Carl Sagan once remarked that to read a book is to voyage back in time and listen to the voices of the past. No sooner have we opened its pages than we may journey with the Okies or stand on the deck of a tall ship. For me, there has always been a peculiar fascination in journeying back as far as I am able on the road of history. I love to take the last exit to Athens or Babylon and hear what the ancients have to tell us. And I’ve often found that peoples of the past were very much the same as we are today in their love of a good adventure yarn. Heliodorus’s Ethiopian Story demonstrates this universal truth beautifully.
Little is known of this writer’s life, and his dates are uncertain, ranging from the second to the fourth century of our era. There is even some reason to believe he may have been a Christian bishop who wrote this bestseller before converting. But whoever he was, he proved himself to be a master storyteller, and his tale has been a source of delight to readers for nearly two thousand years.
The Ethiopian Story begins in medias res with a scene of horror. A ship has anchored on an Egyptian beach, and its crew obviously intended to hold a feast there. Yet they have slaughtered each other, and only a young man and woman of extraordinary beauty have survived. As the tale progresses, we learn through various narrators what has transpired to bring about these events. And the convoluted plot worthy of a Quentin Tarantino film is part of this work’s unique charm.
The backstory involves a motif common in ancient literature. When an Ethiopian queen gives birth to a fair-skinned daughter named Chariclea, she is terrified her husband will believe that she has been unfaithful and commits the child to the care of another. Eventually, a Greek priest at the Delphic oracle’s shrine adopts her and raises her as his own daughter.
A modern reader might see racial overtones in this plot point. However, it seems more likely that it is the novelist’s device to bring his heroine into his readers’ common Hellenistic cultural milieu. Throughout the work, Heliodorus treats his Ethiopian and Egyptian characters with a high degree of respect. It is obvious that for his audience, these regions of the world were exotic locales. The princess’s journey back to the land of her birth is a voyage into a region of mystery and even awe.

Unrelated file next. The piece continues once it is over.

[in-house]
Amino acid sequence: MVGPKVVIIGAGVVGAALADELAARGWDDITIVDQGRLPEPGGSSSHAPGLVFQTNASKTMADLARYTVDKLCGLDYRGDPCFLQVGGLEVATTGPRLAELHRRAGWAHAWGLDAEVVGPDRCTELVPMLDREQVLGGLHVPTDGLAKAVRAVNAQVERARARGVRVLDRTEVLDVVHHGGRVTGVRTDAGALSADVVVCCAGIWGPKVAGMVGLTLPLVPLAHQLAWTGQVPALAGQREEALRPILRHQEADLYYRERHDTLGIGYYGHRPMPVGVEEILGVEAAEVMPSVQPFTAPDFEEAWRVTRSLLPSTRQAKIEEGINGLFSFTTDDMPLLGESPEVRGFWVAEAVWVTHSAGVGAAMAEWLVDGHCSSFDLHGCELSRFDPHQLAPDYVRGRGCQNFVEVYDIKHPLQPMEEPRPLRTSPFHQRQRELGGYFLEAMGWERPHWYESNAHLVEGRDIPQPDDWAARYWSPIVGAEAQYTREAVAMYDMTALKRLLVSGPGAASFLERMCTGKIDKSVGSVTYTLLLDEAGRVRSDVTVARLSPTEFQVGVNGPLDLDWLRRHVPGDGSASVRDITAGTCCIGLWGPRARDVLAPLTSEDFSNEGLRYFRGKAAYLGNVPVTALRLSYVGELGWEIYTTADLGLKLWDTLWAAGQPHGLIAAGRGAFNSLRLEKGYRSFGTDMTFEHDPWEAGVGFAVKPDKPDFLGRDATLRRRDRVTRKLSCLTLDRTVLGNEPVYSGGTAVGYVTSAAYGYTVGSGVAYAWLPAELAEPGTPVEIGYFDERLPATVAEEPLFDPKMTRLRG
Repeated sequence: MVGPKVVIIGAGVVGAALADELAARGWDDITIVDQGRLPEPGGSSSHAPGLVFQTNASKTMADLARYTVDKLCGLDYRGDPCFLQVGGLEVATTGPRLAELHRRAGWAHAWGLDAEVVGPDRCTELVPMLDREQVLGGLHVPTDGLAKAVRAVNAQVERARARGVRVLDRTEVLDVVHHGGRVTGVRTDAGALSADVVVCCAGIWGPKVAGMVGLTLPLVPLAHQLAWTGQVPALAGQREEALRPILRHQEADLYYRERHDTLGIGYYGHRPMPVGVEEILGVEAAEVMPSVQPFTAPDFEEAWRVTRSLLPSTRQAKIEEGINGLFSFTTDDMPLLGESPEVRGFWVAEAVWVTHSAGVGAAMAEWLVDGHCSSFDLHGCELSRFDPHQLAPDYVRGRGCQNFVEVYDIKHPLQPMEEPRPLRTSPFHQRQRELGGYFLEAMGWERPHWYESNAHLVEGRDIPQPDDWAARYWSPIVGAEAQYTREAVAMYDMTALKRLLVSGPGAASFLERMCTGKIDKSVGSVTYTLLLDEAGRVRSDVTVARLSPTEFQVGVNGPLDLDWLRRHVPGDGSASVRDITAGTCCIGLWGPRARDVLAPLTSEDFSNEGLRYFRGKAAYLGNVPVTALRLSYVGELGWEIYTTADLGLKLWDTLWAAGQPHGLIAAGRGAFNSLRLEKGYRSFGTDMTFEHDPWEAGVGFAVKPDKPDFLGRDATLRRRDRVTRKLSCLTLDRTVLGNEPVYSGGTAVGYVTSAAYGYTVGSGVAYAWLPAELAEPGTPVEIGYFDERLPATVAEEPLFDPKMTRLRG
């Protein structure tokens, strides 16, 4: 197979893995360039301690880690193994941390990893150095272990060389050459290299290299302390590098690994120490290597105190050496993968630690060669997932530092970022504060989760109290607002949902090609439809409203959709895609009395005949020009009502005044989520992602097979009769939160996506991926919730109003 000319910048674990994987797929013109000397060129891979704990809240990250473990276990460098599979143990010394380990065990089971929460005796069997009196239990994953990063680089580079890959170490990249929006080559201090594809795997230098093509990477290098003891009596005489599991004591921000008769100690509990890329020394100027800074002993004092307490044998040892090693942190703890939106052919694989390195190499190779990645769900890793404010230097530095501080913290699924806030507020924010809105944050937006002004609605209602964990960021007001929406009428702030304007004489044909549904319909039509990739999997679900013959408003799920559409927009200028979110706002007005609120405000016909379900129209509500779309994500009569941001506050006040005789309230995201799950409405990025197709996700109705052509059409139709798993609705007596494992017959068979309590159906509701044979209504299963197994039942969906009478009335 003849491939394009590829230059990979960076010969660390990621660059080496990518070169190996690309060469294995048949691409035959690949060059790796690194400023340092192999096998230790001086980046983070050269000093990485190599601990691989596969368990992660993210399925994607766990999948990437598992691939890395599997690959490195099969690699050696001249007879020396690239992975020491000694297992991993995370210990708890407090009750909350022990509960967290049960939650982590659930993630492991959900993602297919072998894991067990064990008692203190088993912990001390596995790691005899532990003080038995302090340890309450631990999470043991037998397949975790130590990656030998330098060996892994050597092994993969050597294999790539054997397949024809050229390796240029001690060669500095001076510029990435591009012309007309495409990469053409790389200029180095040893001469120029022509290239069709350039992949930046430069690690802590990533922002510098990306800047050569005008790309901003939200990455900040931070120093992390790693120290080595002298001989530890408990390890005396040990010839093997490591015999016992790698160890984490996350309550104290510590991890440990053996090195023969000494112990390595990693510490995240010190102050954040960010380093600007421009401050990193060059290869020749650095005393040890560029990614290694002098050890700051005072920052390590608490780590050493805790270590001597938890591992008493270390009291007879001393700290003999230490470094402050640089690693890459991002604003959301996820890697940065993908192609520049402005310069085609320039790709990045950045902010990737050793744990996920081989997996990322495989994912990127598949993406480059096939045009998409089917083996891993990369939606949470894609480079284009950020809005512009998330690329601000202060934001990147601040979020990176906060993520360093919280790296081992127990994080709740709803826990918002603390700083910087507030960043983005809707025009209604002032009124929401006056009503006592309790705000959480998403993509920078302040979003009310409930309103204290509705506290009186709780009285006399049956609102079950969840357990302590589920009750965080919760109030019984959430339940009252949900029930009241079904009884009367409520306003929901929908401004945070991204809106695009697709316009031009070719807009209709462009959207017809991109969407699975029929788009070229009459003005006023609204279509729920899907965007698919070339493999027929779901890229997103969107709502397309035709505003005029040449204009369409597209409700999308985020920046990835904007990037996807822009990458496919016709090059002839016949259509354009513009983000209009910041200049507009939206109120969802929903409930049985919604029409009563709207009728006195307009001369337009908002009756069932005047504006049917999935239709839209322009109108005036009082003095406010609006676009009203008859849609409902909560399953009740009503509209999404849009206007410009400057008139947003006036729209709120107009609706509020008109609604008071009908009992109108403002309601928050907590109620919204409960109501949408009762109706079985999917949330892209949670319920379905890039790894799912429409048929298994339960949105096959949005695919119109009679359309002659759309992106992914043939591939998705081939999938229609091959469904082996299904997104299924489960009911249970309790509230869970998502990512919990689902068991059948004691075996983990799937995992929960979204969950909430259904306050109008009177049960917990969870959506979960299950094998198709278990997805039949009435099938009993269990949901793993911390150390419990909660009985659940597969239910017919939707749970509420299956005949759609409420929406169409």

Chariclea grows up in Delos at the oracle’s shrine and does not know her origin or royal heritage. As she matures, she turns out to be so lovely she might be mistaken for the statue of a goddess and virtuously devotes herself to the virgin Diana. However, when she meets the handsome Theagenes, who claims to be a descendent of Achilles himself, the two fall madly in love at first sight.
A wandering Egyptian priest adopts these star-crossed lovers, and his efforts to bring Chariclea and her fiancé back to the land of her birth form the bulk of the tale. Their journey is full of incident. Our heroes are captured by pirates, become prisoners of war, are separated, reunited, and, at one point, nearly offered as human sacrifices.
The Ethiopian Story is not perhaps a deep book. We miss the true-to-life characters we meet in Homer or the compelling political subtext we find in Virgil. It simply spins us a good yarn to entertain and amuse us. People in the ancient world read it as we today read the latest spy thriller or Stephen King novel. And perhaps that is the lesson this book teaches us, that people in the past were just like us.
To be human is to tell stories. And the act of telling tales itself reveals something profound about us. The fictioneer says to us, “Once upon a time,” and suddenly, we are transported out of our humdrum existence. We see and hear and experience life as though we were someone else. It is a form of conscious dreaming that we have invented. How amazing that we can open a book and be swept into the dream of someone who lived nearly two thousand years ago! If we have books, we need no other magic.
Ancient Greek Pop Culture: copyright 2021 by Jonathan Golding. All rights reserved.
Cover Art: Detail from a red figure painting on a terracotta amphora, attributed to the “Berlin” painter. Circa 490 BC. New Yor Metropolitan Museum. Open Access.